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Unformatted text preview: Pedagogical Mathematics John Mason
PIMS Celebration Lecture
SFU 2007
1 Definitions
Mathematical Pedagogy
– Strategies for teaching maths; useful constructs Mathematical Didactics
– Tactics for teaching specific topics or concepts Pedagogical Mathematics
– Mathematical explorations useful for, and arising
Mathematical
from, pedagogical considerations
from, 2 Perforations How many holes
for a sheet of
r rows and c columns
of stamps?
3 If someone claimed
there were 228 perforations
in a sheet,
how could you check? Possible Strategies
Watch What You Do
Watch – Specialise but attend to what your body does
Specialise
as way of seeing & as source of
generalisation
generalisation
Say What You See – Reveal/locate distinctions, relationships,
Reveal/locate
properties, structure
properties, 4 Holding Wholes (gazing)
Discerning Details
Recognising Relationships
Perceiving Properties
Reasoning on the Basis of Properties Perforations Generalised
Dimensions of possible
Dimensions variation:
variation:
For Each Stamp:
– number of horizontal perforations top & bottom
– number of vertical perforations, left & right
– number of perforations in the corners 5 Structural Generalisation: write down the number of
perforations for R rows and C columns and
characterise the numbers which can arise Structured Variation Grids
6 Pedagogical Offshoot
Pedagogical Vecten Holding Wholes (gazing)
Discerning Details
Recognising Relationships
Perceiving Properties
7Reasoning on the Basis of Properties Chords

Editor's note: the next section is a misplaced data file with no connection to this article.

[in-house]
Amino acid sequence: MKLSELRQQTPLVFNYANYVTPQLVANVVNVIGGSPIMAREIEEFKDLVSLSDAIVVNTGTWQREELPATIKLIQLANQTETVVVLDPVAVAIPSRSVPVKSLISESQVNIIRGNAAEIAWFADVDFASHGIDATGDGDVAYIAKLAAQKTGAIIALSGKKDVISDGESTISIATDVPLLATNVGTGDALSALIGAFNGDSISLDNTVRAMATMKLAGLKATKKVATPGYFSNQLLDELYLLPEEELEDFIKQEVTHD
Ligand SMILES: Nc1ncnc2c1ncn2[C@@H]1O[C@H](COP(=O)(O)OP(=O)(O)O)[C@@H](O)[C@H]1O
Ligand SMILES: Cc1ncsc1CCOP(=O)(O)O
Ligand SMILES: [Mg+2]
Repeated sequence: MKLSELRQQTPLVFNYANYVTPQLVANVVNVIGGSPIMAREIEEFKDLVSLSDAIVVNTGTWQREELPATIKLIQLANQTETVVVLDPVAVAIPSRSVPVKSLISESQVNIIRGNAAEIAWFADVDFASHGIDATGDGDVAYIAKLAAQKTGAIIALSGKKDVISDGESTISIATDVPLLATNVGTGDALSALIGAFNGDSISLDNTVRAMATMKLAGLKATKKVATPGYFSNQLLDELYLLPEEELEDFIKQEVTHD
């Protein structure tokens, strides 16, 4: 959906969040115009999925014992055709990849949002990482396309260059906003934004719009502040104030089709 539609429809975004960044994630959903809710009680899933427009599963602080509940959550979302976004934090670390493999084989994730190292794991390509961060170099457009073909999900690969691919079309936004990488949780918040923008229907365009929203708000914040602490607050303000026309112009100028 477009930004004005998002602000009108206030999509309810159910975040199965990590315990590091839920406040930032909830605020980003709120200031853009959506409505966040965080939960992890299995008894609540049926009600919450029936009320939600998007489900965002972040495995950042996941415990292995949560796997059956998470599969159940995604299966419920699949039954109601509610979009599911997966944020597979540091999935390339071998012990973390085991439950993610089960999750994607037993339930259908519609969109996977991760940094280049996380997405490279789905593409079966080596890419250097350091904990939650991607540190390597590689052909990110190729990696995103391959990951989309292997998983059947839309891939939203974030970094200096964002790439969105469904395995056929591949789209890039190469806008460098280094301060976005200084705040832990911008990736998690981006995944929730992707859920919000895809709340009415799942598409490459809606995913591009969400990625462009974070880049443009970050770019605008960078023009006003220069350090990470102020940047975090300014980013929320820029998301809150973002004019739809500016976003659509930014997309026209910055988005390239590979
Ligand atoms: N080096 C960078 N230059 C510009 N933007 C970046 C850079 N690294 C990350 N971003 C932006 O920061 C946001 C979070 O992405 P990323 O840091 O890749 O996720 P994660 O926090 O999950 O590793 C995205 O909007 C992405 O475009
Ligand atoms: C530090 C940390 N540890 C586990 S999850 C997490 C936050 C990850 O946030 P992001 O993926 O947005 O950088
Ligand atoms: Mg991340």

Locus of midpoints of chords of a quartic?
Locus of midpoints of fixedwidth chords?
Chord Slopes family of chords with one end fixed: slope locus;
what happens as the length goes to zero? fixed width chords: slope locus;
what happens as the width goes to zero?
? chords of fixed length: slope locus;
what happens as the width goes to zero?
? envelope of slopes of chords through pt
8 Cubic Construction
Construct a cubic for which the
Construct roottangents are alternately perpendicular
roottangents
It seems a reasonable task, except that it is
It
impossible!
impossible!
Why is it impossible?
What sorts of constraints are acting?
What about quartics? 9 Discovery
Suppose a cubic has three distinct real
Suppose roots.
roots.
Then the sum of the cotangents of the
Then
rootangles is 0.
rootangles
More generally, for a polynomial of
More
degree d, the sum of the products of the
rootslopes taken d – 1 at a time is zero. 10 Extension
Suppose a line cuts a polynomial of
Suppose degree d > 1 in d distinct points.
degree
What is the sum of the cotangents of the
What
angles the line makes with the
polynomial at the intersection points?
polynomial 11 CuttingAngles (1)
• Let the line L(x) have slope m 1
cot(α ) =
ταν(θ − ϕ )
1 + tan(q ) tan(j )
=
tan(q )  tan(j ) =
12 1 + p ' ( rj ) m
p ' ( rj )  m α =θ ϕ
α QuickTimeª and a
TIFF (LZW) decompressor
are needed to see this picture. ϕ θ CuttingAngles (2)
Put f(x) = p(x)L(x)
d
We know that • ∑ • 1 δ
1
1
=0=∑
f '(rj )
(ϕ
1 π∋ ρ ) − µ • But the sum of the cots of the angles
between line and function is δ 1 + µ π ∋ ρϕ)
( ∑
1 13 µ +1
= µ ∑1 + ∑
= µδ
π ∋ ρϕ) − µ
(
(ϕ
1
1 π∋ ρ ) − µ
δ δ 2 Rootslope polynomial
δ
Given a polynomial p( x ) = α∏ ( ξ − ρ )
κ
κ=1 Define the rootslope polynomial of p to be
δ pρ ( ξ ) = α δ ∏ ( ξ − π ∋( ρκ ))
κ
=1 The constant term is (1)d times the discriminant
which is the square of the product of the
interrootal distances. 14 The coefficient of x is 0, which can be thought of
as the sum of the reciprocals of the rootslopes, times
the product of all the rootslopes. Chordal Triangles
Locus of centroids of chordal triangles?
Locus of Circumcentre of chordal triangles with
Locus
fixed chord widths?
fixed
Locus of area of triangles with fixed chord widths?
Limit of circumcentres?
Limit of excentres of chordal triangle?
Limit of centre of Bevan Circle?
Limit of area/product of chord widths?
15 Mean Menger Curvature
Mean
Given three points on a curve, the Menger
Given curvature is the reciprocal of the radius of
curvature
the circle through the three points
the
Given three points on a function, they
Given
determine an interval on the xaxis.
determine
Is there a point in the interior of that
Is
interval, at which the curvature of the
function is the Menger curvature of the
three points?
three
Try something easier first.